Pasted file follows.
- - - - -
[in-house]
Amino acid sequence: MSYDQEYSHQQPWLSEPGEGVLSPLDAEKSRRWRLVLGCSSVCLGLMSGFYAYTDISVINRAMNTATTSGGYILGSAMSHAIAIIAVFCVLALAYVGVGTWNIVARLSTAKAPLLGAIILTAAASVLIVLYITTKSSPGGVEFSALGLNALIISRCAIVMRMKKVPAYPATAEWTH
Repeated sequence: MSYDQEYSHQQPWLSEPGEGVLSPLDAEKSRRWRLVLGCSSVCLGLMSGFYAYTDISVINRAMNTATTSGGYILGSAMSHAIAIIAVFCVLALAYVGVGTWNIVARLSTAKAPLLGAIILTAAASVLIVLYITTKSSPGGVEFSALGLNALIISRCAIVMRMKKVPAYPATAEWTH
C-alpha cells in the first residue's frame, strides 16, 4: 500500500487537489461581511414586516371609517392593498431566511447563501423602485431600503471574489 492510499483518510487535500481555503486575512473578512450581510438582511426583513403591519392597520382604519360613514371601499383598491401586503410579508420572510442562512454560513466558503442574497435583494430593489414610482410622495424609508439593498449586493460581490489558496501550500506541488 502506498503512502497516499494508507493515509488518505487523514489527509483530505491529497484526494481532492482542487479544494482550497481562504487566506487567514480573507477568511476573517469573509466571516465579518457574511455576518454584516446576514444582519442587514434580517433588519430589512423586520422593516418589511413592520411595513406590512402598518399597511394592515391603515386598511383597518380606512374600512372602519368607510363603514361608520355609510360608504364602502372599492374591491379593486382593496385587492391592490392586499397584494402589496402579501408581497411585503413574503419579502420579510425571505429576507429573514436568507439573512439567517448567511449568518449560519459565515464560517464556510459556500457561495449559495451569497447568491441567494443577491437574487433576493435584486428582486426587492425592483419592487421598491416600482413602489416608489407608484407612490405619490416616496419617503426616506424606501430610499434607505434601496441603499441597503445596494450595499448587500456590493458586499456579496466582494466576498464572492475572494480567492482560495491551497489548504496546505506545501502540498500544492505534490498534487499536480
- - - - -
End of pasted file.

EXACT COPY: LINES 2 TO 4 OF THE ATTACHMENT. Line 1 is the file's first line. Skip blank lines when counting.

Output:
Amino acid sequence: MSYDQEYSHQQPWLSEPGEGVLSPLDAEKSRRWRLVLGCSSVCLGLMSGFYAYTDISVINRAMNTATTSGGYILGSAMSHAIAIIAVFCVLALAYVGVGTWNIVARLSTAKAPLLGAIILTAAASVLIVLYITTKSSPGGVEFSALGLNALIISRCAIVMRMKKVPAYPATAEWTH
Repeated sequence: MSYDQEYSHQQPWLSEPGEGVLSPLDAEKSRRWRLVLGCSSVCLGLMSGFYAYTDISVINRAMNTATTSGGYILGSAMSHAIAIIAVFCVLALAYVGVGTWNIVARLSTAKAPLLGAIILTAAASVLIVLYITTKSSPGGVEFSALGLNALIISRCAIVMRMKKVPAYPATAEWTH
C-alpha cells in the first residue's frame, strides 16, 4: 500500500487537489461581511414586516371609517392593498431566511447563501423602485431600503471574489 492510499483518510487535500481555503486575512473578512450581510438582511426583513403591519392597520382604519360613514371601499383598491401586503410579508420572510442562512454560513466558503442574497435583494430593489414610482410622495424609508439593498449586493460581490489558496501550500506541488 502506498503512502497516499494508507493515509488518505487523514489527509483530505491529497484526494481532492482542487479544494482550497481562504487566506487567514480573507477568511476573517469573509466571516465579518457574511455576518454584516446576514444582519442587514434580517433588519430589512423586520422593516418589511413592520411595513406590512402598518399597511394592515391603515386598511383597518380606512374600512372602519368607510363603514361608520355609510360608504364602502372599492374591491379593486382593496385587492391592490392586499397584494402589496402579501408581497411585503413574503419579502420579510425571505429576507429573514436568507439573512439567517448567511449568518449560519459565515464560517464556510459556500457561495449559495451569497447568491441567494443577491437574487433576493435584486428582486426587492425592483419592487421598491416600482413602489416608489407608484407612490405619490416616496419617503426616506424606501430610499434607505434601496441603499441597503445596494450595499448587500456590493458586499456579496466582494466576498464572492475572494480567492482560495491551497489548504496546505506545501502540498500544492505534490498534487499536480